You certainly don't get the impression that he thinks it is "immature" to love Tolkien, and certainly not that whatever reservations he has about it have anything to do with religious views.

Bruce Charlton said...

@P - Well, he kept saying so more than once. Maybe he changed his mind? That would be good.

John said...

Pratchett's comment is not about anything stated in this post. His comment is about quality of writing. Personally, I love both authors, but as a writer and writing instructor myself, Tolkien is a great storyteller but a mediocre writer. LotR, for instance, can be tightened up considerably to be less rambling. Tolkien often spends a lot more time than needed describing the landscape, which creates slow points that don't move the plot forward.

Bruce Charlton said...

@J - " His comment is about quality of writing."

I disagree - if it was that, then he would have said that. Pratchett was making a point about immaturity.

"Tolkien is a great storyteller but a mediocre writer"

That is nonsense. What you mean is that he is not to your taste.

By the same criteria of being susceptible to 'tightening-up', the great prose stylists of the 17th century (Traherne, Thos Browne, Richard Burton) are incredibly rambling, so is Sam Johnson; among novelists so is Walter Scott (arguably the second or third greatest British writer after Shakespeare), so is Charles Dickens - and so on.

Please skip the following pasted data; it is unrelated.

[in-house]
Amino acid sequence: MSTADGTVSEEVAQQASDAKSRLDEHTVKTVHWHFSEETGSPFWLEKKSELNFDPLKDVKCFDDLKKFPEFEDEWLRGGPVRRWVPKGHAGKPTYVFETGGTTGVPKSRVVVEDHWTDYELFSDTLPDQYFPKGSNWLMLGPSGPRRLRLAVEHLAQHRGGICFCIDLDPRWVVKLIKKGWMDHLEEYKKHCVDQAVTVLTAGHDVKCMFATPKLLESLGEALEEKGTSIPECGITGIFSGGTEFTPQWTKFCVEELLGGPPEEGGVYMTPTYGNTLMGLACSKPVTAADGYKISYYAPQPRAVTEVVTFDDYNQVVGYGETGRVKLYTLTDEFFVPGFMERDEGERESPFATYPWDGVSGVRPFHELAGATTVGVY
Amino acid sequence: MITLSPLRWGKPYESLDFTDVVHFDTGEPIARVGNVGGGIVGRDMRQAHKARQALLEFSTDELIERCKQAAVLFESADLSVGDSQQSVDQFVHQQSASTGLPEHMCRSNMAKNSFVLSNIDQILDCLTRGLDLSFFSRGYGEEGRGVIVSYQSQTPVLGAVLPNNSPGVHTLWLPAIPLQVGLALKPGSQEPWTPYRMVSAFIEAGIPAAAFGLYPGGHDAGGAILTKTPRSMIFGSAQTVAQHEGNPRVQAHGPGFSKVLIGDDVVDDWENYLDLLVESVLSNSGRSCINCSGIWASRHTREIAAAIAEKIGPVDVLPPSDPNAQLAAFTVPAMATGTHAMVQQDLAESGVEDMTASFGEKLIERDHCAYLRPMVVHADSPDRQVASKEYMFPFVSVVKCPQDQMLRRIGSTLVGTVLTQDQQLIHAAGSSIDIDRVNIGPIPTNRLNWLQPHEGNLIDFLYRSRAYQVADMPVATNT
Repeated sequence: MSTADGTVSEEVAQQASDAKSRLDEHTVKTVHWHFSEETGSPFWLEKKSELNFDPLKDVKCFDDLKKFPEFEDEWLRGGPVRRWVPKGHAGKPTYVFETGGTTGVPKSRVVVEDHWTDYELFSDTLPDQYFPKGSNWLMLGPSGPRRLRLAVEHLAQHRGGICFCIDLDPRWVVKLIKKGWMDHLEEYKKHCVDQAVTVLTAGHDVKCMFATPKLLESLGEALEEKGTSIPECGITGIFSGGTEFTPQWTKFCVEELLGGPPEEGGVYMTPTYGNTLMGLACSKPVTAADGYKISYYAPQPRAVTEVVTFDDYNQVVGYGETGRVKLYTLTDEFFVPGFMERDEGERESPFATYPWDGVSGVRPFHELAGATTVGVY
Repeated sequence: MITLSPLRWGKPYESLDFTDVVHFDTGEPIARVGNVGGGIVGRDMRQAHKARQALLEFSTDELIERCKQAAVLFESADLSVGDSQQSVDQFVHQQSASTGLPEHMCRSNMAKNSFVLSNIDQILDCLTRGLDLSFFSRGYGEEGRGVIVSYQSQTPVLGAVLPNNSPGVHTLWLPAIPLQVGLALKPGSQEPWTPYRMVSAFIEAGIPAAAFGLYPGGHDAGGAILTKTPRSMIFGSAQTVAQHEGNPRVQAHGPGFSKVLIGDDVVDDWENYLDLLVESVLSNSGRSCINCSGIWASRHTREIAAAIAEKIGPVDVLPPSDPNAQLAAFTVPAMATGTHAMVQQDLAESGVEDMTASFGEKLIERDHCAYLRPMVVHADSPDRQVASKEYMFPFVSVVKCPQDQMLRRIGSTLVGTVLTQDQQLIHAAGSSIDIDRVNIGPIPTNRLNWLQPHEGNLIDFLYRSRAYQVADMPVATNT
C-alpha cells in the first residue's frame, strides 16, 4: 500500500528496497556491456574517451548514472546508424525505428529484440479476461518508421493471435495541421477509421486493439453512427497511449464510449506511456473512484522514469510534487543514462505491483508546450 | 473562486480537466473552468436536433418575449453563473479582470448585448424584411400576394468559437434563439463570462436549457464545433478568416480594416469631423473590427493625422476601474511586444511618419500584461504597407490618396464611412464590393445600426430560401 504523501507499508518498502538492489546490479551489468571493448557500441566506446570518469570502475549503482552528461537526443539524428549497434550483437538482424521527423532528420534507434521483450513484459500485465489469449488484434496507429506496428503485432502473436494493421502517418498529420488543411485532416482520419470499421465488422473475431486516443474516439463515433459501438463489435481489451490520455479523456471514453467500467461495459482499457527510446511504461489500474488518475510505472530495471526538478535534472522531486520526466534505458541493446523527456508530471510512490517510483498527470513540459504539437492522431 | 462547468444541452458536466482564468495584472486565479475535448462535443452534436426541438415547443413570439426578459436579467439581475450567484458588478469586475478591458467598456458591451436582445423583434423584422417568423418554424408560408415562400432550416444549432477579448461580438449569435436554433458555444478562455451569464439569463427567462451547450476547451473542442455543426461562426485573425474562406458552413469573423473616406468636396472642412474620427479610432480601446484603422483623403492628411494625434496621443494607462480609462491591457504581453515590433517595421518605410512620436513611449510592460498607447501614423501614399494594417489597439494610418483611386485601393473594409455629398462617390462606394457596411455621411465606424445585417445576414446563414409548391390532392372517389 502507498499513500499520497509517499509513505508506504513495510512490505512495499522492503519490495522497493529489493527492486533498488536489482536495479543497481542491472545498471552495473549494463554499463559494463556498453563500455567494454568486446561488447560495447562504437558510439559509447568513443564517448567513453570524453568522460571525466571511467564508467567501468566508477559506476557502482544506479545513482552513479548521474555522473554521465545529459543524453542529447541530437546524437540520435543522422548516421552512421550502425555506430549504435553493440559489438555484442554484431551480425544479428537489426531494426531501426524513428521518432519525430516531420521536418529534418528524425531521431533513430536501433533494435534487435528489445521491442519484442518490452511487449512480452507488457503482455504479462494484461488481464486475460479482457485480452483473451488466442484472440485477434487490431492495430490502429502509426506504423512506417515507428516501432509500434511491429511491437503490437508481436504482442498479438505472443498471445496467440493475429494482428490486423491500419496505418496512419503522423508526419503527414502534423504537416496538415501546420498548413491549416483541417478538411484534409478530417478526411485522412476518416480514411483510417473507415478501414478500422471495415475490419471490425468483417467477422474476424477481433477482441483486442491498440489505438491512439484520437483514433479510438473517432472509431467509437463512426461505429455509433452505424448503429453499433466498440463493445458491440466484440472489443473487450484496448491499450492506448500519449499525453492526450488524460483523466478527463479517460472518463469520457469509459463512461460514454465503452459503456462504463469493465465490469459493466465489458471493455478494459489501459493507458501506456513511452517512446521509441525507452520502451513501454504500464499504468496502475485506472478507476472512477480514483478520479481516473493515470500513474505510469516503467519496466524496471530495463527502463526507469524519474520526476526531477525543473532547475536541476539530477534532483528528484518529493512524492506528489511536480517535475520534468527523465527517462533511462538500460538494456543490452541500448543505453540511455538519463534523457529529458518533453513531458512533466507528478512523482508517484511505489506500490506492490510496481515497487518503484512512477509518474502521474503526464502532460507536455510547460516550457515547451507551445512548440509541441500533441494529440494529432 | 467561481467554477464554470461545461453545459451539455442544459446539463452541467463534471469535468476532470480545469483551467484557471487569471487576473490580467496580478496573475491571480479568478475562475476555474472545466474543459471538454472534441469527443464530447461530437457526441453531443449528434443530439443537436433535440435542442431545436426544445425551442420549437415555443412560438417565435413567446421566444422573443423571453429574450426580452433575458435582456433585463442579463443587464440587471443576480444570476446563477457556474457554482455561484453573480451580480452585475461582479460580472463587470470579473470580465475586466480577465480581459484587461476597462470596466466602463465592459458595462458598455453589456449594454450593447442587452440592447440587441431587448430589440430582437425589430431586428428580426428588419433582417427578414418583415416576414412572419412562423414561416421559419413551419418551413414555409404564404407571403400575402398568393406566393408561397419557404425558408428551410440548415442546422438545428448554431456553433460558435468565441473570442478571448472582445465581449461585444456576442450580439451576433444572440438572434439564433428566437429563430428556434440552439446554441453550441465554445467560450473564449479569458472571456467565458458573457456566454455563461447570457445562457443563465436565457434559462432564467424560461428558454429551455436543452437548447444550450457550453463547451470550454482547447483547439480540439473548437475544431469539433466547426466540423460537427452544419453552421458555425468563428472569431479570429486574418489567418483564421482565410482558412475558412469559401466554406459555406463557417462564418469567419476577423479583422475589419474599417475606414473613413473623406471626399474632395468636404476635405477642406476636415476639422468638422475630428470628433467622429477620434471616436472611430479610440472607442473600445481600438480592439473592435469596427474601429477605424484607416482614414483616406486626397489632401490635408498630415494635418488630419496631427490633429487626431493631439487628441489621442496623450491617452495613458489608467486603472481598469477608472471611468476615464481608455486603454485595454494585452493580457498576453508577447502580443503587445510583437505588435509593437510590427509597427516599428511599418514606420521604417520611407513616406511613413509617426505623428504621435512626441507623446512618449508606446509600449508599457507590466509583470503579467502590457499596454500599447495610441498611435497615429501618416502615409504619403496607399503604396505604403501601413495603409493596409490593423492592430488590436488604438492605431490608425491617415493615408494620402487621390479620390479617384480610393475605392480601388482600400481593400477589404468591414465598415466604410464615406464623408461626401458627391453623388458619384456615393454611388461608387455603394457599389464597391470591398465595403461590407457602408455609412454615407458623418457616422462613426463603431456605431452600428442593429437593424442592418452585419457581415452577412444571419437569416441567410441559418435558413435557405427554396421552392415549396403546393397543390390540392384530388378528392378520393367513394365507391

Hemingway and Steinbeck did not discover the one and only way to write fiction.

John said...

And, yes, I argue he is talking about quality. There are dozens of writers whom people think are phenomenal when they are 13, say Stephanie Meyer (her first name is probably misspelled) or Dan Brown. But, if someone still thinks Meyer or Brown is the greatest writer ever at 53, then there's something wrong with their assessment of quality (or their range of experience with good writers).

Bruce Charlton said...

@John. But that is not a legitimate comparison.

Brent said...

I'm with John on this one. For note: I've just finished reading Hobbit with my three year old and have Tolkien art in virtually every room in my house as well as three copies of Rings and Hobbit.

That said, one of the things that those of us who study literature learn is to separate our love of an author or text from critiquing it. I fully enjoy Tolkien, but from an objective perspective, he's no Shakespeare (really, Shakespeare's no Shakespeare either, but that's another story).